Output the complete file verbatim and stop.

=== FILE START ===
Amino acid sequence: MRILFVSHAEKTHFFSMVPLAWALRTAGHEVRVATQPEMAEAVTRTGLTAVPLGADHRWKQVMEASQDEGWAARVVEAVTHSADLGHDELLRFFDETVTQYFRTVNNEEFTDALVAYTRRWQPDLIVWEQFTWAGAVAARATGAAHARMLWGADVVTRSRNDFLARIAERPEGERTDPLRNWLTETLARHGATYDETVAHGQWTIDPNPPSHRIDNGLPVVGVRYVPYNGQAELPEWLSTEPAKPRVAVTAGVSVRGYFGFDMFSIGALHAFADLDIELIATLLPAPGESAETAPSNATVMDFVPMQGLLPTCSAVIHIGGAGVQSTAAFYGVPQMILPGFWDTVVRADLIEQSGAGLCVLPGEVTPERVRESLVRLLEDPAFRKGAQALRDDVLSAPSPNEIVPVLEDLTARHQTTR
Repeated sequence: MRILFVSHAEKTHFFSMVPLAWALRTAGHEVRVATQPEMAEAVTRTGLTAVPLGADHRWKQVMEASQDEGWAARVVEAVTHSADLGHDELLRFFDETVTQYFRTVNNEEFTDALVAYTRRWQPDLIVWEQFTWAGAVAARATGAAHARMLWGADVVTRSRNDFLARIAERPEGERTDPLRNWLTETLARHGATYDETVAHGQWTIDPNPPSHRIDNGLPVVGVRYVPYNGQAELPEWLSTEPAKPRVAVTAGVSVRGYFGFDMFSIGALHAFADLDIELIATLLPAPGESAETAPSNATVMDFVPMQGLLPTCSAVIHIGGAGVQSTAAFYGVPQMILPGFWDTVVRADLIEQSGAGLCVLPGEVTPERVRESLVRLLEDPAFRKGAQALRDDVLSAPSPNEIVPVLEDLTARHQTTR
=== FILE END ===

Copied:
Amino acid sequence: MRILFVSHAEKTHFFSMVPLAWALRTAGHEVRVATQPEMAEAVTRTGLTAVPLGADHRWKQVMEASQDEGWAARVVEAVTHSADLGHDELLRFFDETVTQYFRTVNNEEFTDALVAYTRRWQPDLIVWEQFTWAGAVAARATGAAHARMLWGADVVTRSRNDFLARIAERPEGERTDPLRNWLTETLARHGATYDETVAHGQWTIDPNPPSHRIDNGLPVVGVRYVPYNGQAELPEWLSTEPAKPRVAVTAGVSVRGYFGFDMFSIGALHAFADLDIELIATLLPAPGESAETAPSNATVMDFVPMQGLLPTCSAVIHIGGAGVQSTAAFYGVPQMILPGFWDTVVRADLIEQSGAGLCVLPGEVTPERVRESLVRLLEDPAFRKGAQALRDDVLSAPSPNEIVPVLEDLTARHQTTR
Repeated sequence: MRILFVSHAEKTHFFSMVPLAWALRTAGHEVRVATQPEMAEAVTRTGLTAVPLGADHRWKQVMEASQDEGWAARVVEAVTHSADLGHDELLRFFDETVTQYFRTVNNEEFTDALVAYTRRWQPDLIVWEQFTWAGAVAARATGAAHARMLWGADVVTRSRNDFLARIAERPEGERTDPLRNWLTETLARHGATYDETVAHGQWTIDPNPPSHRIDNGLPVVGVRYVPYNGQAELPEWLSTEPAKPRVAVTAGVSVRGYFGFDMFSIGALHAFADLDIELIATLLPAPGESAETAPSNATVMDFVPMQGLLPTCSAVIHIGGAGVQSTAAFYGVPQMILPGFWDTVVRADLIEQSGAGLCVLPGEVTPERVRESLVRLLEDPAFRKGAQALRDDVLSAPSPNEIVPVLEDLTARHQTTR